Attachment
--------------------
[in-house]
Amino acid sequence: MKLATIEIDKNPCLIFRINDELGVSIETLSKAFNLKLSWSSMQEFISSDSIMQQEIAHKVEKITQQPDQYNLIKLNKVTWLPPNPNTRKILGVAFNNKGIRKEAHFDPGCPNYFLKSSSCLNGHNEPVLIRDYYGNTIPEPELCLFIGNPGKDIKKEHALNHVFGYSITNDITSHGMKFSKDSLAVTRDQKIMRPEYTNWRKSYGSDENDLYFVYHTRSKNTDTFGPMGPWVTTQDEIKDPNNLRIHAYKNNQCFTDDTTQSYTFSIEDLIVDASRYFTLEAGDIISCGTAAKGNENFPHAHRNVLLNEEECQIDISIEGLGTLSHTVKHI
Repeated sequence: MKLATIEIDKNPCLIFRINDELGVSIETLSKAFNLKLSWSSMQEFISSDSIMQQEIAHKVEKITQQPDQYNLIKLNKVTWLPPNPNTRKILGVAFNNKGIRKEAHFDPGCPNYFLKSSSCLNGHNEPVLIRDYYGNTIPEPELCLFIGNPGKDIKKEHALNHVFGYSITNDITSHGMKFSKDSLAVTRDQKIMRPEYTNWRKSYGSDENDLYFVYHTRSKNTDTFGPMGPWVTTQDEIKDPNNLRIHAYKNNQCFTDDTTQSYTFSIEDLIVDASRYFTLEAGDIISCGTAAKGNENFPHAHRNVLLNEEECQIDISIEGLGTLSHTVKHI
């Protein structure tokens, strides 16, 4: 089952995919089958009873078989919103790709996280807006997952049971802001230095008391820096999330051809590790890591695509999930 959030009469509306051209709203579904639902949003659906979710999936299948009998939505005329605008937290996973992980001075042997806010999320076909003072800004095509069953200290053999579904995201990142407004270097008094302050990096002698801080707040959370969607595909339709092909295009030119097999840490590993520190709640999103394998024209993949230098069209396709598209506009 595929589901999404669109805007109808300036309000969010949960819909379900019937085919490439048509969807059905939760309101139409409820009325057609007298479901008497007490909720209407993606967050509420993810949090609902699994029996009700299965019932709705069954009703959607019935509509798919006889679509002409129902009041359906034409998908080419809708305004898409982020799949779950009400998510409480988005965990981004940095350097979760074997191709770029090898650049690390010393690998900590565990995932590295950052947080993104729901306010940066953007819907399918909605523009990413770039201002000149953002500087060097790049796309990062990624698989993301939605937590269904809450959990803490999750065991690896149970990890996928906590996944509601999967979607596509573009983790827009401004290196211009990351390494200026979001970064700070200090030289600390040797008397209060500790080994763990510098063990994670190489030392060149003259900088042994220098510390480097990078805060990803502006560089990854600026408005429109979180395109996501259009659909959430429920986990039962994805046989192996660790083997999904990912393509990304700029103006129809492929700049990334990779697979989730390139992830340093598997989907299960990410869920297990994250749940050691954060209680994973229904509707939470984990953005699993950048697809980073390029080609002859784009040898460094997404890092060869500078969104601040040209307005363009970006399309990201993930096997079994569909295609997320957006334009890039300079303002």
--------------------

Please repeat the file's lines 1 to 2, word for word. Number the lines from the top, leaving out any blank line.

[in-house]
Amino acid sequence: MKLATIEIDKNPCLIFRINDELGVSIETLSKAFNLKLSWSSMQEFISSDSIMQQEIAHKVEKITQQPDQYNLIKLNKVTWLPPNPNTRKILGVAFNNKGIRKEAHFDPGCPNYFLKSSSCLNGHNEPVLIRDYYGNTIPEPELCLFIGNPGKDIKKEHALNHVFGYSITNDITSHGMKFSKDSLAVTRDQKIMRPEYTNWRKSYGSDENDLYFVYHTRSKNTDTFGPMGPWVTTQDEIKDPNNLRIHAYKNNQCFTDDTTQSYTFSIEDLIVDASRYFTLEAGDIISCGTAAKGNENFPHAHRNVLLNEEECQIDISIEGLGTLSHTVKHI